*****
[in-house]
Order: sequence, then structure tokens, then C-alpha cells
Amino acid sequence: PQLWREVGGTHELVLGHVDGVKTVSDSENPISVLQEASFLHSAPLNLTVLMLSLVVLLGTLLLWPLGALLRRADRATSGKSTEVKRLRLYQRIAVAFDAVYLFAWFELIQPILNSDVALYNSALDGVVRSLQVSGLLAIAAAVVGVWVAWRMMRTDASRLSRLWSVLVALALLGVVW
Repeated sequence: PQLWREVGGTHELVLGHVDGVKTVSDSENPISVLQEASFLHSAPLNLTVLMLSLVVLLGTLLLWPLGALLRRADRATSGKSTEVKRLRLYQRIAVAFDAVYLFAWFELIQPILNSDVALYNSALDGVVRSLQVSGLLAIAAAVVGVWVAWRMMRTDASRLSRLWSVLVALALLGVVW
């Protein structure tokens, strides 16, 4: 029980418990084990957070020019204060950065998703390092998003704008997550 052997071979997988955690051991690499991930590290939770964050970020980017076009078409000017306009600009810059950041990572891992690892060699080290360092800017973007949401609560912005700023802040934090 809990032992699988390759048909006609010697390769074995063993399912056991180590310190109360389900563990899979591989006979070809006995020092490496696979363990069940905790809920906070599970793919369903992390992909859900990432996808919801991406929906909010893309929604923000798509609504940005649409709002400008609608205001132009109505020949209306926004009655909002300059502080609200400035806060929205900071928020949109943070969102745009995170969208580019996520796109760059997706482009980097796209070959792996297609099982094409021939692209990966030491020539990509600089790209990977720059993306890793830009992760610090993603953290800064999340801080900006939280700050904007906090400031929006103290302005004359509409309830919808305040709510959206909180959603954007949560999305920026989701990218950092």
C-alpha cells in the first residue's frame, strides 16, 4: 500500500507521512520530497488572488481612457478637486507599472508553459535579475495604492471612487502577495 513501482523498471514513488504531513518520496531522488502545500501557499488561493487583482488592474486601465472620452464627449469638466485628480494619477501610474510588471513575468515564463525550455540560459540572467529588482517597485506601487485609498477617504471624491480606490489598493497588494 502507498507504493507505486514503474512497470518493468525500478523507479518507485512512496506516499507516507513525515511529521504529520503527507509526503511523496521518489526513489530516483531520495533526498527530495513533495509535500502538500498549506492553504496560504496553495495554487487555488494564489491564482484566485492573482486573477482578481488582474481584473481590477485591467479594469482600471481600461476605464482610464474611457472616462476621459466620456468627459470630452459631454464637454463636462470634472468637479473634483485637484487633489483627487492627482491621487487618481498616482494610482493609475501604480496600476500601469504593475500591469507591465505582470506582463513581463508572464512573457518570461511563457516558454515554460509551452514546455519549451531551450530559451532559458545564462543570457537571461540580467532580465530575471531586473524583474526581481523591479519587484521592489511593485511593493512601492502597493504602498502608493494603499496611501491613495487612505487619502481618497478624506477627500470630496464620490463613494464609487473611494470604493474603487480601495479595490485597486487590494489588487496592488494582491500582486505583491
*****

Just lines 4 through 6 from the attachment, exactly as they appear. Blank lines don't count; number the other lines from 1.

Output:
Repeated sequence: PQLWREVGGTHELVLGHVDGVKTVSDSENPISVLQEASFLHSAPLNLTVLMLSLVVLLGTLLLWPLGALLRRADRATSGKSTEVKRLRLYQRIAVAFDAVYLFAWFELIQPILNSDVALYNSALDGVVRSLQVSGLLAIAAAVVGVWVAWRMMRTDASRLSRLWSVLVALALLGVVW
């Protein structure tokens, strides 16, 4: 029980418990084990957070020019204060950065998703390092998003704008997550 052997071979997988955690051991690499991930590290939770964050970020980017076009078409000017306009600009810059950041990572891992690892060699080290360092800017973007949401609560912005700023802040934090 809990032992699988390759048909006609010697390769074995063993399912056991180590310190109360389900563990899979591989006979070809006995020092490496696979363990069940905790809920906070599970793919369903992390992909859900990432996808919801991406929906909010893309929604923000798509609504940005649409709002400008609608205001132009109505020949209306926004009655909002300059502080609200400035806060929205900071928020949109943070969102745009995170969208580019996520796109760059997706482009980097796209070959792996297609099982094409021939692209990966030491020539990509600089790209990977720059993306890793830009992760610090993603953290800064999340801080900006939280700050904007906090400031929006103290302005004359509409309830919808305040709510959206909180959603954007949560999305920026989701990218950092």
C-alpha cells in the first residue's frame, strides 16, 4: 500500500507521512520530497488572488481612457478637486507599472508553459535579475495604492471612487502577495 513501482523498471514513488504531513518520496531522488502545500501557499488561493487583482488592474486601465472620452464627449469638466485628480494619477501610474510588471513575468515564463525550455540560459540572467529588482517597485506601487485609498477617504471624491480606490489598493497588494 502507498507504493507505486514503474512497470518493468525500478523507479518507485512512496506516499507516507513525515511529521504529520503527507509526503511523496521518489526513489530516483531520495533526498527530495513533495509535500502538500498549506492553504496560504496553495495554487487555488494564489491564482484566485492573482486573477482578481488582474481584473481590477485591467479594469482600471481600461476605464482610464474611457472616462476621459466620456468627459470630452459631454464637454463636462470634472468637479473634483485637484487633489483627487492627482491621487487618481498616482494610482493609475501604480496600476500601469504593475500591469507591465505582470506582463513581463508572464512573457518570461511563457516558454515554460509551452514546455519549451531551450530559451532559458545564462543570457537571461540580467532580465530575471531586473524583474526581481523591479519587484521592489511593485511593493512601492502597493504602498502608493494603499496611501491613495487612505487619502481618497478624506477627500470630496464620490463613494464609487473611494470604493474603487480601495479595490485597486487590494489588487496592488494582491500582486505583491